Whether it's motocross or an adrenaline-fueled twist on a sport at the X games, extreme athletics is surging and the public is eating it up. Think of it as the modern-day version of gladiators and these guys represent everything awesome.
Passionate, dedicated, maybe a little bit crazy; they throw their hearts and bodies quite literally into their sports, and they'll do anything they can to get back into their sport no matter what accident takes place. Ready to get jaw-droppingly impressed? Here are five extreme athletes who will never say die.
Riding since he was 7, 117-pound Darius Glover has motocross DNA in his blood. He grew up in Maryland riding with likeminded friends, including seasoned motocrosser Daniel O'Brian. But his entire world was turned upside-down when he broke his back during a practice run for an amateur race at a local motocross track. Darius was only 15, and nowhere near ready to give up on his passion.
He retrofitted a 2012 CR450f bike with self-designed hand-controls for the slipper clutch and brake, as well as a custom fabricated seat to hold him insecurely and custom handle bars. Darius was back at racing within a few years. Make no mistake—It was hard for Darius to figure out how to ride with no leg movement, but he got the hang of it enough to become the first rider with paralysis to get cleared to ride in an AMA (American Motocross Association) race.
Now 21, he's raced in several races, including throwing down an impressive ride at the Mini O race in Gainesville, FL in 2012. He was in the lead until falling during a sharp turn.
Hailing from Vernon, British Columbia, Canada, Josh grew up in a town where skiing was king. He took on to skiing like a rock star when he was 13, and by the time he was 15 he was racing with a local freestyle club. Josh was putting up insane times that could one day get him to the Olympics.
But his Olympic dreams were cut short in 2004 when he broke his back doing a jump while coaching. Now a T11 paraplegic, skiing on two skis was now out of the question, so he took on sit-skiing, the sit-down version of snow skiing. By 2006, Josh was racing and began appearing in the X games and in 2010 he won the silver medal for men's slalom in the Vancouver Paralympics.
But Josh's story is the classic tale of a boy not satisfied with the status quo. In his case, he wanted to ski again in the backcountry; not just the slopes. He went and designed a new style of ski called "The Freedom Chair" and made history by landing the world's first back flip in a sit-ski last year. The epic jump was documented in a documentary and even National Geographic was impressed, nominating him for their 2012 Adventurer of the Year Award.
The only paralyzed professional big wave surfer in the world, Christiaan Bailey, 32, has been obsessed with surfing and skateboarding since growing up in Paris. After moving to Santa Cruz in 2003, he went pro in both sports, but his career was put on hold in 2006 when he broke his back at the L3, L4, S3 level. A lower break, but one that still took his legs.
He was back at doing what he loves within the year, figuring out the in's-and-out's of adapted surfing - surfing on his stomach - and chairskating, an adapted version of skateboarding, where the skater uses his chair to do stunts and tricks. In 2009, he was the first person with paralysis to win the WSA National Championships (surfing event) and he's both surfed and chairskated in several expression sessions at pro events, including the ASP World Tour. He's also one of the few pro chairskaters in the world (one of two).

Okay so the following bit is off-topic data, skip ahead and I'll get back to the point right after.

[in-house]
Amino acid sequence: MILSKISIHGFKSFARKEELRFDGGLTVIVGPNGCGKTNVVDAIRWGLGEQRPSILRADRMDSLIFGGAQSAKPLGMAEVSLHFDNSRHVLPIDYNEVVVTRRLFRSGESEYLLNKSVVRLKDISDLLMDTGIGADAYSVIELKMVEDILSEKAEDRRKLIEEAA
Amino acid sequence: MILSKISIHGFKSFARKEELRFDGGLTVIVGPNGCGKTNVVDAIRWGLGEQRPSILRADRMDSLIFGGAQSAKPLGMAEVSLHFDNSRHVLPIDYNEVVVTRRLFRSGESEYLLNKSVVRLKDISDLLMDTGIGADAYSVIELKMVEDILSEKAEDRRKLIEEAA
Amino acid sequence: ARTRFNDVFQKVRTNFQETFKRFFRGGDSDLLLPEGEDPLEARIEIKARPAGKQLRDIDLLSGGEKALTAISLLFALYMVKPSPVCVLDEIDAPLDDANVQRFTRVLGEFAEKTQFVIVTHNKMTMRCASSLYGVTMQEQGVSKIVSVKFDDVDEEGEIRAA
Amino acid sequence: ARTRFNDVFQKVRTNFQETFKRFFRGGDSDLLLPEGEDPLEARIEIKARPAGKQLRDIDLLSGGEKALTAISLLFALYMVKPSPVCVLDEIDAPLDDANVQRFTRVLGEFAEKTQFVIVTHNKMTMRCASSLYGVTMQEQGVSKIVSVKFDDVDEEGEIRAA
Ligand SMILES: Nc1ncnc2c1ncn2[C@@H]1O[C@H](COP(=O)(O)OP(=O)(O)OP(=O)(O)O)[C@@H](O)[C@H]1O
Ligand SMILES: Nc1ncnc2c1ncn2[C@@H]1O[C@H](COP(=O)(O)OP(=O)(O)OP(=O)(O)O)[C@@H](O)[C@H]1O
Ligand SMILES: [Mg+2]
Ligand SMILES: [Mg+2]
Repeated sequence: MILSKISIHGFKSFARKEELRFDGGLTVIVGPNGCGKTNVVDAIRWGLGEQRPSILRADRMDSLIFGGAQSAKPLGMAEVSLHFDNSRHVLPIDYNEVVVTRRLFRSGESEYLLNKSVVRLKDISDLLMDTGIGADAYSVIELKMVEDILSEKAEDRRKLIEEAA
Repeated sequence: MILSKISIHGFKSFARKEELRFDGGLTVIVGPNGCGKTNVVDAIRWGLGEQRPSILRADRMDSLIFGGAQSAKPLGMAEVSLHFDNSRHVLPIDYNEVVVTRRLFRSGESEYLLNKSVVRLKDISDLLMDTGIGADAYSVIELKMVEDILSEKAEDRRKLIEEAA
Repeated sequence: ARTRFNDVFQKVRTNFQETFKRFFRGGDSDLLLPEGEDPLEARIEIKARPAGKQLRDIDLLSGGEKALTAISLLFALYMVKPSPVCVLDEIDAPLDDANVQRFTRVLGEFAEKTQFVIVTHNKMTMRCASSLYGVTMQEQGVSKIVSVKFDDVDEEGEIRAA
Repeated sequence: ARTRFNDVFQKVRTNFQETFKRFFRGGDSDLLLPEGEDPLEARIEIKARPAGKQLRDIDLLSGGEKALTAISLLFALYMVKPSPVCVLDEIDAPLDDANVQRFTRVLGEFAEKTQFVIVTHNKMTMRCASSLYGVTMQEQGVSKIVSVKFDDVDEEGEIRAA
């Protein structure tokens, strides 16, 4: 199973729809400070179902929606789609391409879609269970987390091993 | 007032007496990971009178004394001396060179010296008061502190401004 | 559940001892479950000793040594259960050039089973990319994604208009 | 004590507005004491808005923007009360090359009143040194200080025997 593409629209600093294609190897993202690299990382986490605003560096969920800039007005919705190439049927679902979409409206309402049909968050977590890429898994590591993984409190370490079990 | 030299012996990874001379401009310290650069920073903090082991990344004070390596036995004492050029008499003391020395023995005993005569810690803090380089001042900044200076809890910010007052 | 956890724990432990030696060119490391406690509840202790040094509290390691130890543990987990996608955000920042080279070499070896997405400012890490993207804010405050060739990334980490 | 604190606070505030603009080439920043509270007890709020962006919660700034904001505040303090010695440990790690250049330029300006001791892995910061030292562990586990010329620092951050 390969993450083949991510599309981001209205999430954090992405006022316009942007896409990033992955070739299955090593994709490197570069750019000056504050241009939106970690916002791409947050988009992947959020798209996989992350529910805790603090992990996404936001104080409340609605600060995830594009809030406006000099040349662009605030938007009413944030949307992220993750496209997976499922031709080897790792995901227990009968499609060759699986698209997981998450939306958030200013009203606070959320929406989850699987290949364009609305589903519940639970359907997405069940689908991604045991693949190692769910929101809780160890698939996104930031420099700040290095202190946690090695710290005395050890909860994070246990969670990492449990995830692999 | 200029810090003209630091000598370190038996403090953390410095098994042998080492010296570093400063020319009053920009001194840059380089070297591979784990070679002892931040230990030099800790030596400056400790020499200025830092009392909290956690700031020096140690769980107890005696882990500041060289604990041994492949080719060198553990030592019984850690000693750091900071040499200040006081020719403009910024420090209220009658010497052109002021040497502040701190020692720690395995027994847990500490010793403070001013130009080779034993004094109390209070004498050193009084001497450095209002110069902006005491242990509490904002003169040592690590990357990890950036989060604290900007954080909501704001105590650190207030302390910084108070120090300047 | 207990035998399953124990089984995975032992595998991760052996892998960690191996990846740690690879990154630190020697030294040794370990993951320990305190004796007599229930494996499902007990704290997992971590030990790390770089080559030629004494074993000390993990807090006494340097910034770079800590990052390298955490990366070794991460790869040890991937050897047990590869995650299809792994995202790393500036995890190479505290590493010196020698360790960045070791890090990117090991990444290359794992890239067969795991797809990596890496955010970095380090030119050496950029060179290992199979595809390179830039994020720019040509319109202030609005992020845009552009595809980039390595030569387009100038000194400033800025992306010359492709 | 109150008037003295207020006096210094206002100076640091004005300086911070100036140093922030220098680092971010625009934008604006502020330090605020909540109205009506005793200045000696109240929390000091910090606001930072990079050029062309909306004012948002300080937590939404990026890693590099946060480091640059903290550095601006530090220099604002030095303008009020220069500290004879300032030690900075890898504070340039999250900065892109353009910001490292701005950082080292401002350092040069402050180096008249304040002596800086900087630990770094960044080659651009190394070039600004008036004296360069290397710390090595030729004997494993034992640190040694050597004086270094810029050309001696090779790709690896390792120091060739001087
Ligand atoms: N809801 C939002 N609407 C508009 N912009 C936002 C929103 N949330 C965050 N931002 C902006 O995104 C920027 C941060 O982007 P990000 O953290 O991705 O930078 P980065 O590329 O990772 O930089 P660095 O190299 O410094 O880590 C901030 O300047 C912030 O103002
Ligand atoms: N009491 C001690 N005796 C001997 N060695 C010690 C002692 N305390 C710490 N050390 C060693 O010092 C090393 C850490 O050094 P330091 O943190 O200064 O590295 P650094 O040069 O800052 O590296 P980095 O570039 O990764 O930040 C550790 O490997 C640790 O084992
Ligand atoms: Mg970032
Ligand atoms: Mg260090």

Born with spina bifida, Aaon Fotheringham has only known life sitting down, but that perspective never limited his athletic prowess. When he was 8, he got his first taste of dropping down into a quarter-pipe - chair and all - at a local skate park in Las Vegas where he grew up and the rest is history.
By the time he was 14, he was the first person in a wheelchair to land a backflip, and then he beat his own record when he was 18, landing a double backflip.
Aaron performs several other tricks adapted from skateboarding and BMX professionally. He calls his sport "WCMX." And he's one of the most widely known extreme athletes in the world. He tours with the Nitro Circus under the monniker Aaron "Wheelz" Fotheringham and performs flips on their 50 foot megaramp. In 2011, he set one more record while touring with them - landing the world's first frontflip in a wheelchair.
Ricky James is another paralyzed motocrosser who lives and breathes his sport. From Murrieta, CA, he began racing when he was two, but at age 15, a bad crash landed him in a chair. However he was back on his bike in - get this - 5 weeks after his injury. Crazy quick, and he uses a steering stabilizer for more balance, electronic shifting and an electronic start to make up for the use of his legs. He rides a KTM 450 SX-F.
Ricky was one of the first paralyzed athletes to appear in the X games, debuting "adaptive motox" and adapted version of motocross in 2008. He even broke is back again in 2009, but returned to racing in 2012, finishing in the top two at Buffalo Springs 70.3 event.
These five athletes prove one thing and one thing only, never underestimate the human capacity for perseverance.
Footnotes:Darius is sponsored by Oakley, Race Ready Fitness, Alpinestars and Arai. Darius photo copyright MXP TVJosh is sponsored by WorkSafeBC, Silver Star Mountain Resort, Lululemon, Volkl and Rancho Vignola. Josh photo credit Paul Morrison photographyChrstiaan is sponsored by Surftech, Roush Creations, Volcom, Electric Sunglasses and Santa Cruz Skate Shop & Aloha Island.Aaron is sponsored by BOX, Unite, Schwalbe, Frog Legs, Bones, Spinergy, Osiris, Fusion and Kicker.Ricky is sponsored by SoCal Trucks, Colours Wheelchairs, Motul, PowerMadd, Shift and SHOEI. Photo Courtesy: http://www.rickyjames824.com/